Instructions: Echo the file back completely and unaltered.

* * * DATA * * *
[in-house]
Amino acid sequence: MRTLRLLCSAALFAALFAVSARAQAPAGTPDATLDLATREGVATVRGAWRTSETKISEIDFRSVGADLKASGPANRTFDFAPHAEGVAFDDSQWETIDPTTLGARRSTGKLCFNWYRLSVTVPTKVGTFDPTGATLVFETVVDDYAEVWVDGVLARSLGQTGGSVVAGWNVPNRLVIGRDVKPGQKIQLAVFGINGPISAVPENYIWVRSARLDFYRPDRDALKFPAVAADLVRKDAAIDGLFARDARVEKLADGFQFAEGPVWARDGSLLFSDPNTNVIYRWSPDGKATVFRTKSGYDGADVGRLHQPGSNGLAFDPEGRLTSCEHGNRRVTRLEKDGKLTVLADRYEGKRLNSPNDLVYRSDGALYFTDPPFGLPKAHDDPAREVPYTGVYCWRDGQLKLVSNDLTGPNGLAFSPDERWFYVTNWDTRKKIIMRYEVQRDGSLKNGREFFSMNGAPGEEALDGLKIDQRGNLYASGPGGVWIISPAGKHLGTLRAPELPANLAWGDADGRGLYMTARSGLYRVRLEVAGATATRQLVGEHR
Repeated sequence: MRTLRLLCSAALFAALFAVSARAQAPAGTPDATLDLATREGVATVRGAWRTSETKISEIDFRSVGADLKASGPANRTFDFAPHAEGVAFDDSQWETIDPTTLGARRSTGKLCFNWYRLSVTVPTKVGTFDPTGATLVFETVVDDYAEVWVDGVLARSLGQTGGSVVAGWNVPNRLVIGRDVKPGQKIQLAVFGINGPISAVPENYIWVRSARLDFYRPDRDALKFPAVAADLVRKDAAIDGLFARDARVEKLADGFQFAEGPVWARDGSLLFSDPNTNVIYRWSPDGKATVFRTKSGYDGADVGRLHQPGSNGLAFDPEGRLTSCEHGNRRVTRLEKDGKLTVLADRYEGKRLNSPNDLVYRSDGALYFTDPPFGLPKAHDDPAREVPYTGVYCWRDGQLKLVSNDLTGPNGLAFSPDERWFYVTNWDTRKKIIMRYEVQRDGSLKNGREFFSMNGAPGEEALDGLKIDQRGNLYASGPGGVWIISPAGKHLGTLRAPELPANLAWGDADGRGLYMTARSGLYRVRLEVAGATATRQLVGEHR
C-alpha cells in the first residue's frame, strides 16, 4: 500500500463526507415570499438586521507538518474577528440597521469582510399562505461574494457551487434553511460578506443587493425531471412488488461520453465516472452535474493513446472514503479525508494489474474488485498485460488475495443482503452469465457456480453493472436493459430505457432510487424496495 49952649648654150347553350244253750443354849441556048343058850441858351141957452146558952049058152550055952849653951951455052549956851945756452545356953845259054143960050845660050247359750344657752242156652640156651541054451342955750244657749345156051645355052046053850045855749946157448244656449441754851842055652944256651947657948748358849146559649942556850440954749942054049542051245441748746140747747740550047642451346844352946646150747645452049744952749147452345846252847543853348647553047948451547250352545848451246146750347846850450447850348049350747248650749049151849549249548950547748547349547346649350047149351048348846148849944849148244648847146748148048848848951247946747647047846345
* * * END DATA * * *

[in-house]
Amino acid sequence: MRTLRLLCSAALFAALFAVSARAQAPAGTPDATLDLATREGVATVRGAWRTSETKISEIDFRSVGADLKASGPANRTFDFAPHAEGVAFDDSQWETIDPTTLGARRSTGKLCFNWYRLSVTVPTKVGTFDPTGATLVFETVVDDYAEVWVDGVLARSLGQTGGSVVAGWNVPNRLVIGRDVKPGQKIQLAVFGINGPISAVPENYIWVRSARLDFYRPDRDALKFPAVAADLVRKDAAIDGLFARDARVEKLADGFQFAEGPVWARDGSLLFSDPNTNVIYRWSPDGKATVFRTKSGYDGADVGRLHQPGSNGLAFDPEGRLTSCEHGNRRVTRLEKDGKLTVLADRYEGKRLNSPNDLVYRSDGALYFTDPPFGLPKAHDDPAREVPYTGVYCWRDGQLKLVSNDLTGPNGLAFSPDERWFYVTNWDTRKKIIMRYEVQRDGSLKNGREFFSMNGAPGEEALDGLKIDQRGNLYASGPGGVWIISPAGKHLGTLRAPELPANLAWGDADGRGLYMTARSGLYRVRLEVAGATATRQLVGEHR
Repeated sequence: MRTLRLLCSAALFAALFAVSARAQAPAGTPDATLDLATREGVATVRGAWRTSETKISEIDFRSVGADLKASGPANRTFDFAPHAEGVAFDDSQWETIDPTTLGARRSTGKLCFNWYRLSVTVPTKVGTFDPTGATLVFETVVDDYAEVWVDGVLARSLGQTGGSVVAGWNVPNRLVIGRDVKPGQKIQLAVFGINGPISAVPENYIWVRSARLDFYRPDRDALKFPAVAADLVRKDAAIDGLFARDARVEKLADGFQFAEGPVWARDGSLLFSDPNTNVIYRWSPDGKATVFRTKSGYDGADVGRLHQPGSNGLAFDPEGRLTSCEHGNRRVTRLEKDGKLTVLADRYEGKRLNSPNDLVYRSDGALYFTDPPFGLPKAHDDPAREVPYTGVYCWRDGQLKLVSNDLTGPNGLAFSPDERWFYVTNWDTRKKIIMRYEVQRDGSLKNGREFFSMNGAPGEEALDGLKIDQRGNLYASGPGGVWIISPAGKHLGTLRAPELPANLAWGDADGRGLYMTARSGLYRVRLEVAGATATRQLVGEHR
C-alpha cells in the first residue's frame, strides 16, 4: 500500500463526507415570499438586521507538518474577528440597521469582510399562505461574494457551487434553511460578506443587493425531471412488488461520453465516472452535474493513446472514503479525508494489474474488485498485460488475495443482503452469465457456480453493472436493459430505457432510487424496495 49952649648654150347553350244253750443354849441556048343058850441858351141957452146558952049058152550055952849653951951455052549956851945756452545356953845259054143960050845660050247359750344657752242156652640156651541054451342955750244657749345156051645355052046053850045855749946157448244656449441754851842055652944256651947657948748358849146559649942556850440954749942054049542051245441748746140747747740550047642451346844352946646150747645452049744952749147452345846252847543853348647553047948451547250352545848451246146750347846850450447850348049350747248650749049151849549249548950547748547349547346649350047149351048348846148849944849148244648847146748148048848848951247946747647047846345